What was your experience with Play documentation as a new user?

Thanks for the feedback, @Sylvain.

It looks like we have a problem with language management at the website. Do you mind opening an issue in https://github.com/playframework/playframework.com/ so that we can investigate later?

I appreciate if you can open an issue for this problem too. I have a good idea of what could be possibly happening but don’t have the time to solve it right now.

Best.

As I started looking into using sbt-web more for things such as digest, gzip, uglify, etc… it seems the documentation on sbt-web topic is a bit light. There is a paragraph or two about it (e.g. asset fingerprinting), but I found it a little confusing on what I need to put into build.sbt and plugins.sbt (or what I do not need). The best doc on this topic was actually a blog written by someone else I found via Google. The play-java-sample application also does not seem to cover this.

Done for both issues ;-)

I think that the documentation is for developers that already know Play. For a beginner is a little complicated to understand how to use Play in a real application. In my opinion need more real examples about authentication, how to secure actions, how to interact with databases sql and nosql. I wrote a lot of application using Play, but for more things I’d to search via Google especially to interact with mongoDB. I understand that this is not really related with Play but could help new users to become interested to Play.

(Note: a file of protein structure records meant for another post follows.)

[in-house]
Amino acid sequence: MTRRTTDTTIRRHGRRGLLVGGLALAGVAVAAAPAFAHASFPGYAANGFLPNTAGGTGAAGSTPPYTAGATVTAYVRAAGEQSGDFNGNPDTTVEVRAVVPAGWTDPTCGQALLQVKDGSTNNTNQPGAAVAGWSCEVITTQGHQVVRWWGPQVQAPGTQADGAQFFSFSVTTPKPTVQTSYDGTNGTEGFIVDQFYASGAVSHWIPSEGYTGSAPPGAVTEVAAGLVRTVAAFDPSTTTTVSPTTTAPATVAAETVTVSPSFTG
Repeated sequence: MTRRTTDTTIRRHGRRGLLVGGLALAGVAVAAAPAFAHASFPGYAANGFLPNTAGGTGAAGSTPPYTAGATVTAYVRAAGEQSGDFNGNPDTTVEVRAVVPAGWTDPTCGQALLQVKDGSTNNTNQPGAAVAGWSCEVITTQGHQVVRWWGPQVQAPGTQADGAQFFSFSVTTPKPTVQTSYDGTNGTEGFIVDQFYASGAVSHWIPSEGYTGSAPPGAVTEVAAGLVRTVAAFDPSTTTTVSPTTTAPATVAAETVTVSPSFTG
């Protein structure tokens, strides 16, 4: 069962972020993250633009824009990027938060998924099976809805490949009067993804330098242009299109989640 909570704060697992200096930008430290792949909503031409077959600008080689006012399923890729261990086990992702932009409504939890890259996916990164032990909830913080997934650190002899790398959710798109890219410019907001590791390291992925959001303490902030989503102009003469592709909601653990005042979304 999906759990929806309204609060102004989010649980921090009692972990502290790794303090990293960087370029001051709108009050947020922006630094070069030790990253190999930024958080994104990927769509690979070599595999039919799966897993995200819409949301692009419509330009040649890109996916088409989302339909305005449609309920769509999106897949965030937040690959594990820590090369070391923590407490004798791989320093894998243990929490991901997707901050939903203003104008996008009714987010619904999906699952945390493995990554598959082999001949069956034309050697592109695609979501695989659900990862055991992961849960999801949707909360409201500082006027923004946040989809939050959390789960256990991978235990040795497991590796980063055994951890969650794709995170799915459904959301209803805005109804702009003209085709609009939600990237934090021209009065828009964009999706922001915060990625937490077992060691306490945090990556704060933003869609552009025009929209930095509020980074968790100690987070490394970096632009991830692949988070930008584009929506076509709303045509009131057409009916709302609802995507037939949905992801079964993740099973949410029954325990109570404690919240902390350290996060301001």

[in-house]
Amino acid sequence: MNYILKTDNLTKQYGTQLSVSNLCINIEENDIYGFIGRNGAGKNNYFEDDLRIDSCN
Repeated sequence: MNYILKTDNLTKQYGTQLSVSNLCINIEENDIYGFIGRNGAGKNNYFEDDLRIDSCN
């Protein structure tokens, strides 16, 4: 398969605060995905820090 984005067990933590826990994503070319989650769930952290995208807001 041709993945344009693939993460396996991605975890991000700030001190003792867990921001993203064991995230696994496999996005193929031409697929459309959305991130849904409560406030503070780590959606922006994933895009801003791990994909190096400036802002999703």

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Hey @Sylvain,

Just to let you know that the search issue is now fixed. :slight_smile:

Best.

@marcospereira yes it’s fixed :-) Many thanks. Sure it will be helpful ^^

Like other users have mentioned, it seems the documentation is more for people familiar with Play. It is just small things here and there, small pertinent steps which make things work etc. It is hard to for an experienced person to document processes and actions they have performed hundreds of times, steps get missed. Plus it would be great if the Play documentation added a “User contributed Notes” section. This was always my absolute most favorite part of the PHP language. The fact that users can contribute as they make discoveries, really, really adds to the clarity of the documentation by a long shot. Look at the User Contributed Notes section.